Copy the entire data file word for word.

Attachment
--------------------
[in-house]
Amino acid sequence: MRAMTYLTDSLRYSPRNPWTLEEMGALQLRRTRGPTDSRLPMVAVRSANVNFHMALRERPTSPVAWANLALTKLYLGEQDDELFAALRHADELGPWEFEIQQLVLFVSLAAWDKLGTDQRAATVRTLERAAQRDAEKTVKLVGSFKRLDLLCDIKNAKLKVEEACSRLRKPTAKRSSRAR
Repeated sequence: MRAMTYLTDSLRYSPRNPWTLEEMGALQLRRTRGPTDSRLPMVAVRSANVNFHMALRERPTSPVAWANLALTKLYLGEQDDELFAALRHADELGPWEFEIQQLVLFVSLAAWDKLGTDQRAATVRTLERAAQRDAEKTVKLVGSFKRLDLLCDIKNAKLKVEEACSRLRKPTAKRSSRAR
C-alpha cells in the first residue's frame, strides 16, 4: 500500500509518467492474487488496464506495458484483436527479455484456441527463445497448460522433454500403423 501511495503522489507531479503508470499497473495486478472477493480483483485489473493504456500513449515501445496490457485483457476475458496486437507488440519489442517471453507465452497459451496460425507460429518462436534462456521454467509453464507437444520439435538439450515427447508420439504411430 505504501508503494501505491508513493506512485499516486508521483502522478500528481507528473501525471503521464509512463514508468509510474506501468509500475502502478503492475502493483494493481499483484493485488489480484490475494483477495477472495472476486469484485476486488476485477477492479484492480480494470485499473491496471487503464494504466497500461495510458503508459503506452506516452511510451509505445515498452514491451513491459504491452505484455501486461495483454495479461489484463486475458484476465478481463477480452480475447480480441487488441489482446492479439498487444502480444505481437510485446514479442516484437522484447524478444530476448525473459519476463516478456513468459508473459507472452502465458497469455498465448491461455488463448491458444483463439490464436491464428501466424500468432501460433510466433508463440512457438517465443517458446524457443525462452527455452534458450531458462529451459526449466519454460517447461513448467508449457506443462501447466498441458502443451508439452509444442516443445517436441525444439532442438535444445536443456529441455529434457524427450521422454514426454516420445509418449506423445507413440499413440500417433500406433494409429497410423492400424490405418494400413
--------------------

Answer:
[in-house]
Amino acid sequence: MRAMTYLTDSLRYSPRNPWTLEEMGALQLRRTRGPTDSRLPMVAVRSANVNFHMALRERPTSPVAWANLALTKLYLGEQDDELFAALRHADELGPWEFEIQQLVLFVSLAAWDKLGTDQRAATVRTLERAAQRDAEKTVKLVGSFKRLDLLCDIKNAKLKVEEACSRLRKPTAKRSSRAR
Repeated sequence: MRAMTYLTDSLRYSPRNPWTLEEMGALQLRRTRGPTDSRLPMVAVRSANVNFHMALRERPTSPVAWANLALTKLYLGEQDDELFAALRHADELGPWEFEIQQLVLFVSLAAWDKLGTDQRAATVRTLERAAQRDAEKTVKLVGSFKRLDLLCDIKNAKLKVEEACSRLRKPTAKRSSRAR
C-alpha cells in the first residue's frame, strides 16, 4: 500500500509518467492474487488496464506495458484483436527479455484456441527463445497448460522433454500403423 501511495503522489507531479503508470499497473495486478472477493480483483485489473493504456500513449515501445496490457485483457476475458496486437507488440519489442517471453507465452497459451496460425507460429518462436534462456521454467509453464507437444520439435538439450515427447508420439504411430 505504501508503494501505491508513493506512485499516486508521483502522478500528481507528473501525471503521464509512463514508468509510474506501468509500475502502478503492475502493483494493481499483484493485488489480484490475494483477495477472495472476486469484485476486488476485477477492479484492480480494470485499473491496471487503464494504466497500461495510458503508459503506452506516452511510451509505445515498452514491451513491459504491452505484455501486461495483454495479461489484463486475458484476465478481463477480452480475447480480441487488441489482446492479439498487444502480444505481437510485446514479442516484437522484447524478444530476448525473459519476463516478456513468459508473459507472452502465458497469455498465448491461455488463448491458444483463439490464436491464428501466424500468432501460433510466433508463440512457438517465443517458446524457443525462452527455452534458450531458462529451459526449466519454460517447461513448467508449457506443462501447466498441458502443451508439452509444442516443445517436441525444439532442438535444445536443456529441455529434457524427450521422454514426454516420445509418449506423445507413440499413440500417433500406433494409429497410423492400424490405418494400413